Restoring our nation's schools to good condition would cost an estimated $127 billion, according to a recent study. Arizona is one of the states that has been aggressive in devoting substantial amounts of money to pay for needed upgrades. In the last two years, the state has allocated more than $1 billion for new school construction and more than $1.1 billion for renovations and improvements.
The changes in Arizona were triggered by a lawsuit that challenged the way the state funded capital projects for its 228 school districts. Court rulings forced the legislature to enact an education-construction program in 1998. It established statewide facility guidelines and required Arizona to pay all construction costs for new school facilities and for renovations to bring facilities up to the new standards.
Overseeing the program is the Arizona School Facilities Board. It is a citizen board appointed by the governor that represents a cross-section of education and the private sector. The board's executive director is appointed by the governor and serves on the governor's cabinet. The board has the authority to distribute, without legislative approval, the funds required to construct new schools, renovate existing schools and provide annual building renewal.
The School Facilities Board has adopted rules to establish minimum school facility guidelines, assess school buildings against these guidelines, and provide money to bring the buildings up to the guidelines. The building “adequacy guidelines” serve as the minimum standards for existing and new school facilities in Arizona. These guidelines contain everything from square-footage formulas to lighting levels. (They can be found on the facilities board's website at www.sfb.state.az.us.)
Three funding sources are available for improving school conditions and meeting the building adequacy guidelines:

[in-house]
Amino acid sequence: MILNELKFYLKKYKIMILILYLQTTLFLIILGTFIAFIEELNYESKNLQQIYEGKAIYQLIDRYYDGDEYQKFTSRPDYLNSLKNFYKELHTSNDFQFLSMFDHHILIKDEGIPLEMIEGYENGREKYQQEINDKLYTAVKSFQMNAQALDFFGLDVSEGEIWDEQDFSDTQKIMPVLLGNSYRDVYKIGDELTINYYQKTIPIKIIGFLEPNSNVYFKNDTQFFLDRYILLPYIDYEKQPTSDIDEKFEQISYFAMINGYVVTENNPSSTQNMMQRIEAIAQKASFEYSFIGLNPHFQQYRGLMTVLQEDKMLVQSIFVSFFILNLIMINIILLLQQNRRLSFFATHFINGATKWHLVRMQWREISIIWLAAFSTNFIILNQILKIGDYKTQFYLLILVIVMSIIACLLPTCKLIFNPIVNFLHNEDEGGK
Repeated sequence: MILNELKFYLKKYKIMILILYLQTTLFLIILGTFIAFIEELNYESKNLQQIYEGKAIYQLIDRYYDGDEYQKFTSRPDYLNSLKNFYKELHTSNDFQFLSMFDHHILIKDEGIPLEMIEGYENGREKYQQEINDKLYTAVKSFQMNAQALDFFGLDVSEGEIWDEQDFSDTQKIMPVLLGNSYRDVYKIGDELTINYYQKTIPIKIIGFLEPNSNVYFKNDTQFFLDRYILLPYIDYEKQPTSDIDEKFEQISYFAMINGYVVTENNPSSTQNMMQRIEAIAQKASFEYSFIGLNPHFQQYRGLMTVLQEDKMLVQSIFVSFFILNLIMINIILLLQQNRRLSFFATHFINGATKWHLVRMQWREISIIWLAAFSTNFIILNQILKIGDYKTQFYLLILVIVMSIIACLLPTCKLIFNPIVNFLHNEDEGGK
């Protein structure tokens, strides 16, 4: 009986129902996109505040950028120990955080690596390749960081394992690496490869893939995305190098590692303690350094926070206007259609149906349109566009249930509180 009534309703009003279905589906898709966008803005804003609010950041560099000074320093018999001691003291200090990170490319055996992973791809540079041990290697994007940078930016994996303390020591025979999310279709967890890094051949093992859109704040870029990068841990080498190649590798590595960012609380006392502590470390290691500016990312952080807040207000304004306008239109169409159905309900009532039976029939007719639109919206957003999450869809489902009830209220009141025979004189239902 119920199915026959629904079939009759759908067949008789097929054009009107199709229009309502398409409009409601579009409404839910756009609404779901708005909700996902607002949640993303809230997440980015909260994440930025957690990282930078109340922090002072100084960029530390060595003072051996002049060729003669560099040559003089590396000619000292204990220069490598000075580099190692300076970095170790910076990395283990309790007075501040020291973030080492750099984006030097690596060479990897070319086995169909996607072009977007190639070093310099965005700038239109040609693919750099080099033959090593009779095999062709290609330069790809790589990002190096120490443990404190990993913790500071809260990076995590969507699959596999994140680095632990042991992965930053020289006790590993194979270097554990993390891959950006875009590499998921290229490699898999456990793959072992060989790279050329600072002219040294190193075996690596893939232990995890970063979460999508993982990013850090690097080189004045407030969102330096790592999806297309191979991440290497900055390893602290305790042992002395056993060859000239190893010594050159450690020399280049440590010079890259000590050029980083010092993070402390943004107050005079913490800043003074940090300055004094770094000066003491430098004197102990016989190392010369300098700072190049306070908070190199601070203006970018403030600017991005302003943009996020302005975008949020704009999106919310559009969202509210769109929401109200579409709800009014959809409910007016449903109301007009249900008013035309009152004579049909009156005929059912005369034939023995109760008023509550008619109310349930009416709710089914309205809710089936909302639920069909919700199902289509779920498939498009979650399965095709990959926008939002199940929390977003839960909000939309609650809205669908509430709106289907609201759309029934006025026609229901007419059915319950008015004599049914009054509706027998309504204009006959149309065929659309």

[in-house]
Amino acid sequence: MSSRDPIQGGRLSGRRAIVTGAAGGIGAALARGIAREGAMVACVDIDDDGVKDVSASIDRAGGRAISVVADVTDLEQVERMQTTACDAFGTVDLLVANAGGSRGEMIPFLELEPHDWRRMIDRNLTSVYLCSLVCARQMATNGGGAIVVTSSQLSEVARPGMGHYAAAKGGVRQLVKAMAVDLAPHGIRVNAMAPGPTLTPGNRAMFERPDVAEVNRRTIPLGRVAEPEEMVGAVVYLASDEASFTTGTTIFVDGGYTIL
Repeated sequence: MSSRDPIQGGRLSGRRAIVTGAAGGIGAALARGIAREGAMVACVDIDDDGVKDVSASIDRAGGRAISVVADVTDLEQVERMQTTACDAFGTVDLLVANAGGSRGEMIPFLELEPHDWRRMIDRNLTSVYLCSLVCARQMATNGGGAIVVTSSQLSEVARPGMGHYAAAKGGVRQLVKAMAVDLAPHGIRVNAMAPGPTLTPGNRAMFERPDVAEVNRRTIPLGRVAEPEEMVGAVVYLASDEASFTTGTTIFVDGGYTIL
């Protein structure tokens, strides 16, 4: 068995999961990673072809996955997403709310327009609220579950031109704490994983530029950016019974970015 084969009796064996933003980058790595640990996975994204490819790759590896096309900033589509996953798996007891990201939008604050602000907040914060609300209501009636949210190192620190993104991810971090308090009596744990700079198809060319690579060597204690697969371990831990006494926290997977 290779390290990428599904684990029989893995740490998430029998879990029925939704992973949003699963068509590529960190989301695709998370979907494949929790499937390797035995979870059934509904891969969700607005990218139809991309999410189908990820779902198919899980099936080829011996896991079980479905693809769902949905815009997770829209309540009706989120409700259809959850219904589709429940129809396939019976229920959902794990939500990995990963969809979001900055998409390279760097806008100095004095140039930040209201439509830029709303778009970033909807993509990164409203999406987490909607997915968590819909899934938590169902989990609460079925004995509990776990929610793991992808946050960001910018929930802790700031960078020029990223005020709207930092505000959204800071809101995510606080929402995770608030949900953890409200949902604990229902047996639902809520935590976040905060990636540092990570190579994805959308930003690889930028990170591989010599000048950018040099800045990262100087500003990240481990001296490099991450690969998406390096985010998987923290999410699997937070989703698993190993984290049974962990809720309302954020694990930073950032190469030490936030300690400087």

The deficiencies correction fund, for identifying and correcting deficiencies in existing school facilities (such as square-footage deficiency or a quality deficiency).
The building renewal fund, for major renovations and repairs of a building, upgrades to building systems (such as heating, cooling or plumbing) and infrastructure costs.
The new school facilities fund, for the construction of new schools.
Currently, 5,963 “hard construction” deficiency projects have been identified at an estimated cost of more than $740 million; this includes 1,095 HVAC projects, 904 roofs, 302 projects to increase the size of schools (including replacement schools), 233 fire-alarm systems, 78 kitchen installations, and 191 intercom and telephone systems.
To oversee the construction projects, the School Facilities Board has contracted with nine project-management firms. Each bid package of approximately $30 million is assigned a project manager, who coordinates all the work and people involved in the various projects across multiple school districts. The board bids and manages all of these projects to obtain the best prices, and to be sure the work is done on time and within budget.
To ensure that students have regular access to computers, the School Facilities Board has established a computer-to-student ratio of 1 to 8. To meet that standard, the state has purchased more than 36,000 computers. Through a partnership with a major technology company, every classroom will have enough computer drops so that every computer is Internet-connected.
This $100 million contract also provides cache engines in every school and content managers for every district in addition to three years of on-site maintenance, and remote monitoring of the network. An application service provider (ASP) offers content, assessment, teacher resources, and productivity software to students and teachers. Students and teachers will be able to connect to the ASP from home or school. Each teacher will be able to have his or her own website as well.
To maintain and extend the life of schools, the legislature has approved a separate building renewal fund, in addition to the state's annual capital aid. To date, more than $280 million has been distributed for building renewal.
Arizona is expanding rapidly, and that means increased enrollment. By partnering with housing developers, the School Facilities Board has acquired more than $60 million in donated land for 49 school sites. The developers receive a 30 percent state tax credit for their donations.
Geiger is an education consultant and executive director of the Arizona School Facilities Board. He can be reached at firstname.lastname@example.org.